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World Emoji Day





The World Emoji Day is celebrating on July 17 every year. It’s a global digital celebration of expressing emotions better. We can make use of the emoji when lazy and convey messages or emotions better.

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Top 5 countries with highest military spending in 2019




World’s top 5 biggest military spenders

Top military spending by country 2019

The US, China and India were the world’s three biggest military spenders in 2019, followed by Russia and Saudi Arabia. The US has led the way, spending 38% of the total, but China and India continue to pour money into defense. The two Asian countries made it to the top three for the first time, the Stockholm International Peace Research Institute (Sipri) said on Monday.

According to SIPRI, the total global military expenditure rose to USD 1917 billion in 2019. This is 3.6 percent higher than 2018 figures. Further, global expenditure on military in 2019 accounted for 2.2 percent of the GDP and this equates to approximately USD 249 per person.

  1. United States of America

  2. China

  3. India

  4. Russia

  5. Saudi Arabia

United States of America:

Heading the list is the United States – the country’s military spending grew by 5.3 per cent to a total spend of USD 732 billion. This is nearly the total amount that the top ten combined have spent. The US also accounts for 38 per cent of the global spend. This is also the second year of growth in spending, as the country saw a 22 per cent decline in spending between 2010 and 2017. The growth in expenditure, as per researchers off SIPRI, is due to perceived return to competition between the great powers. However, the country’s military spend remains 15 per cent lower than its peak in 2010. The country’s military burden is 3.4 per cent of the GDP, as opposed to 4.9 per cent in 2010.


China recorded a 5.1 per cent increase from 2018 with a military expenditure of USD 261 billion in 2019. This accounts for 14 per cent of the world’s total expenditure. At 85 per cent, China’s increase in military spend from 2010 is also the highest among the top 15 countries. China’s expenditure growth has closely matched its growth in GDP, since 1994, as per SIPRI. The country’s military burden remains unchanged between 2010 and 2019, at 1.9 per cent..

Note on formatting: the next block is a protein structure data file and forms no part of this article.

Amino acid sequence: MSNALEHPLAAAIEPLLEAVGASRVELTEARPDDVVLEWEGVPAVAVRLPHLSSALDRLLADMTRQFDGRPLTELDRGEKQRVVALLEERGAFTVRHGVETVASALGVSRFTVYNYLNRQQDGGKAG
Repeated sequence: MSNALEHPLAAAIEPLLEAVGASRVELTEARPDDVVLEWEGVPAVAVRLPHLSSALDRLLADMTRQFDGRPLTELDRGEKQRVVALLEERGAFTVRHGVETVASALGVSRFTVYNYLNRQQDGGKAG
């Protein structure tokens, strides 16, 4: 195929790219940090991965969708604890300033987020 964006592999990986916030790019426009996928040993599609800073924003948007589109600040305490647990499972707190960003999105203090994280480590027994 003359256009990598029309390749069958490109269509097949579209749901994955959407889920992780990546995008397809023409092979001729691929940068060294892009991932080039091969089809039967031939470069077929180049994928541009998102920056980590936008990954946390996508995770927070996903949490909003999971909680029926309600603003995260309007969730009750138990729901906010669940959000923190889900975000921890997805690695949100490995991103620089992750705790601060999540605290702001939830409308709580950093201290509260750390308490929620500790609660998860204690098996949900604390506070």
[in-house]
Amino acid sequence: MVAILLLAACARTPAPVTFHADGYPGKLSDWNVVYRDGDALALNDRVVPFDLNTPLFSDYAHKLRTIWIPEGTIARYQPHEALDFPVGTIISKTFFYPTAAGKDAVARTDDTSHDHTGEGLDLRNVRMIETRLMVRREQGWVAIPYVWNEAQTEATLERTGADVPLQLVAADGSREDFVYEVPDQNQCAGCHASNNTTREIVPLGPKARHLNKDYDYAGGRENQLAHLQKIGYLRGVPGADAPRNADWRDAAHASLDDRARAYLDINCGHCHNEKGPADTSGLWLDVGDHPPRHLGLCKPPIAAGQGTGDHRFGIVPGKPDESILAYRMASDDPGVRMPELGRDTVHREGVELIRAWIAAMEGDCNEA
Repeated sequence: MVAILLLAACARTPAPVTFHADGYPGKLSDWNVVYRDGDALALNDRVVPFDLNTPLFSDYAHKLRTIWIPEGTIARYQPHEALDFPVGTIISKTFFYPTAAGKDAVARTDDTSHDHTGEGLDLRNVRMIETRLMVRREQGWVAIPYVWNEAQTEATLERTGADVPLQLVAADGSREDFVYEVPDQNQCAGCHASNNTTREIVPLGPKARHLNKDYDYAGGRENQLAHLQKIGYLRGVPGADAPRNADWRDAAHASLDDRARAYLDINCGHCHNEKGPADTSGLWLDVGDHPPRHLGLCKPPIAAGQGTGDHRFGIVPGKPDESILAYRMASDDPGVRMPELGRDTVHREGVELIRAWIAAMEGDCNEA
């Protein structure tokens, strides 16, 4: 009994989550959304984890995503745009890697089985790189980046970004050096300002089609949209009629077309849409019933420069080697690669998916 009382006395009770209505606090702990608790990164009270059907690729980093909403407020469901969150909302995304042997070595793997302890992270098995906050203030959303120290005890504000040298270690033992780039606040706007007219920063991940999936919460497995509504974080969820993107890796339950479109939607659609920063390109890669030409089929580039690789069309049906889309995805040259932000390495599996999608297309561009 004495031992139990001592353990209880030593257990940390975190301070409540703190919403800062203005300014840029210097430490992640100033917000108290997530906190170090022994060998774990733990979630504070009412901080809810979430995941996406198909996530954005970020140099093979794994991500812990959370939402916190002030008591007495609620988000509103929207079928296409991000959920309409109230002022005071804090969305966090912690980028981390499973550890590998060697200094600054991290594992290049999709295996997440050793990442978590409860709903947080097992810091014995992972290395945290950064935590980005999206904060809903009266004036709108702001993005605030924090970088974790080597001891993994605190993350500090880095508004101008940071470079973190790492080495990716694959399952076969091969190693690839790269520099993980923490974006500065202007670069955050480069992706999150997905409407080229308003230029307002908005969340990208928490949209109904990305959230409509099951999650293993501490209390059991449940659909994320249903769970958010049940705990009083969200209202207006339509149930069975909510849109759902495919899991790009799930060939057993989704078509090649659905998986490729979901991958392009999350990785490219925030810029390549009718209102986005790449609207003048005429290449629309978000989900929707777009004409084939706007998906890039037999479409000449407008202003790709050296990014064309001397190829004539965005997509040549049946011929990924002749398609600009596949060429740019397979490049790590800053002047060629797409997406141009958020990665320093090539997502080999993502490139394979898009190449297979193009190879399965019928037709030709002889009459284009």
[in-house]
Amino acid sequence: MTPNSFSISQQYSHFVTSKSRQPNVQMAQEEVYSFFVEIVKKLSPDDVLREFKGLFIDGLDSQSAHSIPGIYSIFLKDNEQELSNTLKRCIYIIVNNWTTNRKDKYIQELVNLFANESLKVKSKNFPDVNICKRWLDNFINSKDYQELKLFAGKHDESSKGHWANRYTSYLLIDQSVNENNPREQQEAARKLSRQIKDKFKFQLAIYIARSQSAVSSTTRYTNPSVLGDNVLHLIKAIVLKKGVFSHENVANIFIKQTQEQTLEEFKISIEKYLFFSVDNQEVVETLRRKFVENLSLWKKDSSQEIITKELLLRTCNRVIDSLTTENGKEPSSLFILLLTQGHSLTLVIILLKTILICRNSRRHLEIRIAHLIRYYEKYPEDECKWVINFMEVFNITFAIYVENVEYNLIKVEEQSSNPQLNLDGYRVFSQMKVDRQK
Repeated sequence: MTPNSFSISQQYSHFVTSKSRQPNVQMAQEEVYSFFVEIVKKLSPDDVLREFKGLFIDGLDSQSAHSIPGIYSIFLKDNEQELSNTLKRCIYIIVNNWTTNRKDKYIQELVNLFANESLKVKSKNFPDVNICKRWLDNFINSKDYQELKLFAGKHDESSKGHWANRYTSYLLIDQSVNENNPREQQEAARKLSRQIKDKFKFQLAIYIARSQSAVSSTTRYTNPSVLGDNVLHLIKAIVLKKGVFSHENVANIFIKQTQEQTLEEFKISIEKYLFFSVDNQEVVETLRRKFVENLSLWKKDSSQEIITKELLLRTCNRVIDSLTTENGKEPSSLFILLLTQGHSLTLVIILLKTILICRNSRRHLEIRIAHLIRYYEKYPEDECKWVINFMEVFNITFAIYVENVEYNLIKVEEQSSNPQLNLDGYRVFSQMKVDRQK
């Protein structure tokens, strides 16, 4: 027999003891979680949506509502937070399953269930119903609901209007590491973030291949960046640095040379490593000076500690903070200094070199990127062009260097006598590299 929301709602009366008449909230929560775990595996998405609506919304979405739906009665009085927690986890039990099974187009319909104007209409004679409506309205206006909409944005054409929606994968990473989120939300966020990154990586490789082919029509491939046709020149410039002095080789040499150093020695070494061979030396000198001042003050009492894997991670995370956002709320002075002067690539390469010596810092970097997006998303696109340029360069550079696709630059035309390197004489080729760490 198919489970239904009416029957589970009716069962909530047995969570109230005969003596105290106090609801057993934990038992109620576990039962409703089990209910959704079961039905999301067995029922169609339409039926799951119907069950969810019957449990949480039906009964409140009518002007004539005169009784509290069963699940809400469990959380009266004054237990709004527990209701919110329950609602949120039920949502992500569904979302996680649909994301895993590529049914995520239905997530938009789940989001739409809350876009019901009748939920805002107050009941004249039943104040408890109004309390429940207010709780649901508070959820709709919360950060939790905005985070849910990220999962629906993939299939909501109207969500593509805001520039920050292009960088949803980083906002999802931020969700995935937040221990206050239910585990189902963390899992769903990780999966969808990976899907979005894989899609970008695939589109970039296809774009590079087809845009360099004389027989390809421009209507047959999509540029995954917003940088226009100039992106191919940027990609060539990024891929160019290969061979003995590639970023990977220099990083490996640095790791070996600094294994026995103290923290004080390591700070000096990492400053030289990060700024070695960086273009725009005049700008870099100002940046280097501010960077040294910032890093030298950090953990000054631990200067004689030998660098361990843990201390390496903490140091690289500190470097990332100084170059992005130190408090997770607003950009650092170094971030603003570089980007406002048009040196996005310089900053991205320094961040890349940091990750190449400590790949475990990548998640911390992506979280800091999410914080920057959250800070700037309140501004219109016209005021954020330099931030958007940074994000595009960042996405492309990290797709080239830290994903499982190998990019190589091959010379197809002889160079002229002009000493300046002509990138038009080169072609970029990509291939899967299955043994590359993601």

India jumped one place to enter the number three spot for the first time, in 2019. India’s military expenditure, which is the highest in South Asia, grew by 6.8 per cent from 2018 to USD 71.1 billion in 2019. Over the last 30 years (1990-2019), India’s military expenditure has grown by over 259 per cent, and by 37 per cent over the decade (2010-19). However, its military burden fell from 2.7 per cent of GDP in 2010 to 2.4 per cent of the GDP in 2010. As per Siemon T. Wezeman, SIPRI Senior Researcher, India’s tensions and rivalry with Pakistan and China are major drivers for its increased spending.


Russia increased its military expenditure to USD 65.1 billion – a 4.5 per cent increase from 2018. At 3.9 per cent of GDP, the country’s military burden is amongst the highest in Europe. Its military spend in 2019 was 30 per cent higher than in 2010 and 175 per cent higher than in 2000. Russia also accounted for 88 per cent of the military spending in Eastern Europe, as per SIPRI. Overall, it accounts for 3.4 per cent of the world’s total expenditure.

Saudi Arabia:

While Saudi Arabia dropped two places from the third spot in 2018, it remains the highest spender when military budget as a share of GDP is considered. At USD 62 billion, Saudi Arabia was the largest spender in the Middle East, in 2019. In 2015, Saudi Arabia’s spending peaked, which put the country in the third spot. However, its spending dropped by 28 per cent in 2016, climbed by 15 per cent between 2016 and 2018 and dropped again by 16 per cent from 2018 to 2019. Its total military burden in 2019 was 8 per cent of the GDP. As per the report, this drop is, however, unexpected given the continued military operations in Yemen and increased tensions with Iran after a missile attack caused damage to its oil industry in September 2019.